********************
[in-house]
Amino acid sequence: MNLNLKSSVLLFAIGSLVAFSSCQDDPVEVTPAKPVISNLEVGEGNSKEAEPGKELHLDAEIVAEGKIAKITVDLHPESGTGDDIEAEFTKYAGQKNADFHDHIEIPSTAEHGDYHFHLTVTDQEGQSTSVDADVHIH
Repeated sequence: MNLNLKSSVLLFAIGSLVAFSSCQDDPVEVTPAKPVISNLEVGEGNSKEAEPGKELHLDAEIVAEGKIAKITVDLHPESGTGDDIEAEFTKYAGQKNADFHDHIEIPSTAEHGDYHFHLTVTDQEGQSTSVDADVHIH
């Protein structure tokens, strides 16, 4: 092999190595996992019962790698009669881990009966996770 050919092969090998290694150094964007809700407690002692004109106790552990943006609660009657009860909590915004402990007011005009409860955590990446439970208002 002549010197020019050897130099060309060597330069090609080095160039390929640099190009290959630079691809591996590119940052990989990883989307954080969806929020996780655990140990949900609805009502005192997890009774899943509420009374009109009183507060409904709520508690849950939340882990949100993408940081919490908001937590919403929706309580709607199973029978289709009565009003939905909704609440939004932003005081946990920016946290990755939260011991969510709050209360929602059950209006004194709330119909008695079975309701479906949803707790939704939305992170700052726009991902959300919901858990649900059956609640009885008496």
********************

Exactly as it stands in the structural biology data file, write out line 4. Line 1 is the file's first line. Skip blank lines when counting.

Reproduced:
């Protein structure tokens, strides 16, 4: 092999190595996992019962790698009669881990009966996770 050919092969090998290694150094964007809700407690002692004109106790552990943006609660009657009860909590915004402990007011005009409860955590990446439970208002 002549010197020019050897130099060309060597330069090609080095160039390929640099190009290959630079691809591996590119940052990989990883989307954080969806929020996780655990140990949900609805009502005192997890009774899943509420009374009109009183507060409904709520508690849950939340882990949100993408940081919490908001937590919403929706309580709607199973029978289709009565009003939905909704609440939004932003005081946990920016946290990755939260011991969510709050209360929602059950209006004194709330119909008695079975309701479906949803707790939704939305992170700052726009991902959300919901858990649900059956609640009885008496």